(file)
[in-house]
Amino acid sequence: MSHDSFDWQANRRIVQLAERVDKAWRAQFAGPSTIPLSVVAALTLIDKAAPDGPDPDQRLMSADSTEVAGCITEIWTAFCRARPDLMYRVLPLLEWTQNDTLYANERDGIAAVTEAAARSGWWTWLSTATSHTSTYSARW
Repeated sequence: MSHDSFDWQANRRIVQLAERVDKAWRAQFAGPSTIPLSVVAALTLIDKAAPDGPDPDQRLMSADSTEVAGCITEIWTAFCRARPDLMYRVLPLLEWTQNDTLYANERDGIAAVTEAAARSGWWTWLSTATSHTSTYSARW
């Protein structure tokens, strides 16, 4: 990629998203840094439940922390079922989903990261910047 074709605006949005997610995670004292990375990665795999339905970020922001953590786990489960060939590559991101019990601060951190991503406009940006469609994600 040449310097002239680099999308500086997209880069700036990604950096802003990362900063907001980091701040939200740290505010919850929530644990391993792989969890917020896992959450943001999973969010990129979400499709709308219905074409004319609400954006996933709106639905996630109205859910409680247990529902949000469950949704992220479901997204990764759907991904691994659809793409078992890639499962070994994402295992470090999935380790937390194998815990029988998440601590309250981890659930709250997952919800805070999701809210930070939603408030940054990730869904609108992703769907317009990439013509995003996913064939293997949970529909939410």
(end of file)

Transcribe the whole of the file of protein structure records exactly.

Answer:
[in-house]
Amino acid sequence: MSHDSFDWQANRRIVQLAERVDKAWRAQFAGPSTIPLSVVAALTLIDKAAPDGPDPDQRLMSADSTEVAGCITEIWTAFCRARPDLMYRVLPLLEWTQNDTLYANERDGIAAVTEAAARSGWWTWLSTATSHTSTYSARW
Repeated sequence: MSHDSFDWQANRRIVQLAERVDKAWRAQFAGPSTIPLSVVAALTLIDKAAPDGPDPDQRLMSADSTEVAGCITEIWTAFCRARPDLMYRVLPLLEWTQNDTLYANERDGIAAVTEAAARSGWWTWLSTATSHTSTYSARW
């Protein structure tokens, strides 16, 4: 990629998203840094439940922390079922989903990261910047 074709605006949005997610995670004292990375990665795999339905970020922001953590786990489960060939590559991101019990601060951190991503406009940006469609994600 040449310097002239680099999308500086997209880069700036990604950096802003990362900063907001980091701040939200740290505010919850929530644990391993792989969890917020896992959450943001999973969010990129979400499709709308219905074409004319609400954006996933709106639905996630109205859910409680247990529902949000469950949704992220479901997204990764759907991904691994659809793409078992890639499962070994994402295992470090999935380790937390194998815990029988998440601590309250981890659930709250997952919800805070999701809210930070939603408030940054990730869904609108992703769907317009990439013509995003996913064939293997949970529909939410």